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dc.contributor.authorCherkassky, Lisa
dc.date.accessioned2018-02-16T16:10:55Z
dc.date.available2018-02-16T16:10:55Z
dc.date.issued2018-01-17
dc.identifier.citationCherkassky, L. (2018) 'Twenty-seven years of controversy: The perils of PGD', International Journal of Pediatrics and Neonatal Health, 2 (1).en
dc.identifier.issn25724355
dc.identifier.urihttp://hdl.handle.net/10545/622151
dc.description.abstractIt has been 27 years since the Human Fertilisation and Embryology Act 1990 was passed in the United Kingdom in response to advances in fertility treatment. Preimplantation genetic diagnosis - the screening of embryos for genetic diseases - has led to lengthy ethical debates on sex selection, eugenics, disabilities, saviour siblings, surplus embryos and most recently, adult-onset diseases (the BRCA cancer gene). This article provides an overview of how the law and practice of PGD in the United Kingdom and United States over the last quarter of a century has developed into new ‘branches’ of PGD, and predicts where they may be heading in the future. It concludes that many of the adverse views on PGD are unfounded and that some of these unique branches may develop to accommodate the screening of additional social traits. An underlying conflict between reproductive autonomy and a right to an open future is also rising under the surface to be noted for the future.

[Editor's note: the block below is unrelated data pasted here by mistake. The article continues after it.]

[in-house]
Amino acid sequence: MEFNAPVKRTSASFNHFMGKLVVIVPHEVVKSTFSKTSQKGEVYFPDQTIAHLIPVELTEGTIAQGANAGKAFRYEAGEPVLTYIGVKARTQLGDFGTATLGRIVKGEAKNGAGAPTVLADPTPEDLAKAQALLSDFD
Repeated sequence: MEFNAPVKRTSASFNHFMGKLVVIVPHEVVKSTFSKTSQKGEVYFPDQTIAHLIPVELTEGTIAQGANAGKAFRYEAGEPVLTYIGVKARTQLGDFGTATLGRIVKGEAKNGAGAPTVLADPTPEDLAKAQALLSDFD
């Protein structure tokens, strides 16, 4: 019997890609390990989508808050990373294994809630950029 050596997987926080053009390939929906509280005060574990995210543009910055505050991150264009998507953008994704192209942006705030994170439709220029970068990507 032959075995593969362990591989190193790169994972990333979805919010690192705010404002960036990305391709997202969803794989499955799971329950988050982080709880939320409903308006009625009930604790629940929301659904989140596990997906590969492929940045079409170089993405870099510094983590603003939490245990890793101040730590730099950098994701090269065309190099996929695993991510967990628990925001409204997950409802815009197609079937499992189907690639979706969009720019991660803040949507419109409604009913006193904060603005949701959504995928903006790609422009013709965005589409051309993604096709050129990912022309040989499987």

dc.description.sponsorshipN/Aen
dc.language.isoenen
dc.publisherBioCoreen
dc.relation.urlhttps://www.biocoreopen.org/ijpn/vol_issue.php?req_vol=Volume%202%20Issue%201&req_year=2018&req_mnth=Januaryen
dc.relation.urlhttps://www.biocoreopen.org/ijpn/en
dc.subjectEmbryosen
dc.subjectScreeningen
dc.subjectUK lawen
dc.titleTwenty-seven years of controversy: The perils of PGDen
dc.typeArticleen
dc.contributor.departmentUniversity of Derbyen
dc.identifier.journalInternational Journal of Pediatrics and Neonatal Healthen
dcterms.dateAccepted2017-12-28
refterms.dateFOA2019-02-28T16:39:25Z
html.description.abstractIt has been 27 years since the Human Fertilisation and Embryology Act 1990 was passed in the United Kingdom in response to advances in fertility treatment. Preimplantation genetic diagnosis - the screening of embryos for genetic diseases - has led to lengthy ethical debates on sex selection, eugenics, disabilities, saviour siblings, surplus embryos and most recently, adult-onset diseases (the BRCA cancer gene). This article provides an overview of how the law and practice of PGD in the United Kingdom and United States over the last quarter of a century has developed into new ‘branches’ of PGD, and predicts where they may be heading in the future. It concludes that many of the adverse views on PGD are unfounded and that some of these unique branches may develop to accommodate the screening of additional social traits. An underlying conflict between reproductive autonomy and a right to an open future is also rising under the surface to be noted for the future.


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